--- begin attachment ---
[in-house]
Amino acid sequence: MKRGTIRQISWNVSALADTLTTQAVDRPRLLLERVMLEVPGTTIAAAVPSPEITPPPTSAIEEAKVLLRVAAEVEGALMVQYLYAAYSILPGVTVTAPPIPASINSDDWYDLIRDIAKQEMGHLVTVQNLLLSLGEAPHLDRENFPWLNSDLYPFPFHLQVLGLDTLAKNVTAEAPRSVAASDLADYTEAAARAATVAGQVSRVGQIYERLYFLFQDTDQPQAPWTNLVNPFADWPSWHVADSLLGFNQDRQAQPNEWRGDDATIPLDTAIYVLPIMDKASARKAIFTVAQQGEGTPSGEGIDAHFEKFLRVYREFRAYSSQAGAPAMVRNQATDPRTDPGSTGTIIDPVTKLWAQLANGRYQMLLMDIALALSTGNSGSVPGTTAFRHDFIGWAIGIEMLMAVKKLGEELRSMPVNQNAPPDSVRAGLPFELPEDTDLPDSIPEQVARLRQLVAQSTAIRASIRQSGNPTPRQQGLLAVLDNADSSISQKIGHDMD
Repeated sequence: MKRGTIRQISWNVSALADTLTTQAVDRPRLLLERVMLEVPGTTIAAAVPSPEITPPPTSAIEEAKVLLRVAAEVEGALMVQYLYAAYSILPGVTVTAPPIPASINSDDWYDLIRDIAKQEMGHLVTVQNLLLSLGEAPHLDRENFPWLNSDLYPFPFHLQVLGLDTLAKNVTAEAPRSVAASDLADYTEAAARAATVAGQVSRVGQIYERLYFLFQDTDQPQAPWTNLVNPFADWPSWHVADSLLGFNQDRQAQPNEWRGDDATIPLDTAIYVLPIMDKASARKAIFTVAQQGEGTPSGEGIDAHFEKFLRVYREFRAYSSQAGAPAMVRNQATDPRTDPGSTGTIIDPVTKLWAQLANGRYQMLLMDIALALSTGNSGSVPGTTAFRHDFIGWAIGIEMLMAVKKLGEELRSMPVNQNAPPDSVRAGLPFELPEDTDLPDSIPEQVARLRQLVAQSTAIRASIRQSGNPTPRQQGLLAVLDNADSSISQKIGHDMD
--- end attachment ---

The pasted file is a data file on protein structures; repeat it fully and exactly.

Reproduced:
[in-house]
Amino acid sequence: MKRGTIRQISWNVSALADTLTTQAVDRPRLLLERVMLEVPGTTIAAAVPSPEITPPPTSAIEEAKVLLRVAAEVEGALMVQYLYAAYSILPGVTVTAPPIPASINSDDWYDLIRDIAKQEMGHLVTVQNLLLSLGEAPHLDRENFPWLNSDLYPFPFHLQVLGLDTLAKNVTAEAPRSVAASDLADYTEAAARAATVAGQVSRVGQIYERLYFLFQDTDQPQAPWTNLVNPFADWPSWHVADSLLGFNQDRQAQPNEWRGDDATIPLDTAIYVLPIMDKASARKAIFTVAQQGEGTPSGEGIDAHFEKFLRVYREFRAYSSQAGAPAMVRNQATDPRTDPGSTGTIIDPVTKLWAQLANGRYQMLLMDIALALSTGNSGSVPGTTAFRHDFIGWAIGIEMLMAVKKLGEELRSMPVNQNAPPDSVRAGLPFELPEDTDLPDSIPEQVARLRQLVAQSTAIRASIRQSGNPTPRQQGLLAVLDNADSSISQKIGHDMD
Repeated sequence: MKRGTIRQISWNVSALADTLTTQAVDRPRLLLERVMLEVPGTTIAAAVPSPEITPPPTSAIEEAKVLLRVAAEVEGALMVQYLYAAYSILPGVTVTAPPIPASINSDDWYDLIRDIAKQEMGHLVTVQNLLLSLGEAPHLDRENFPWLNSDLYPFPFHLQVLGLDTLAKNVTAEAPRSVAASDLADYTEAAARAATVAGQVSRVGQIYERLYFLFQDTDQPQAPWTNLVNPFADWPSWHVADSLLGFNQDRQAQPNEWRGDDATIPLDTAIYVLPIMDKASARKAIFTVAQQGEGTPSGEGIDAHFEKFLRVYREFRAYSSQAGAPAMVRNQATDPRTDPGSTGTIIDPVTKLWAQLANGRYQMLLMDIALALSTGNSGSVPGTTAFRHDFIGWAIGIEMLMAVKKLGEELRSMPVNQNAPPDSVRAGLPFELPEDTDLPDSIPEQVARLRQLVAQSTAIRASIRQSGNPTPRQQGLLAVLDNADSSISQKIGHDMD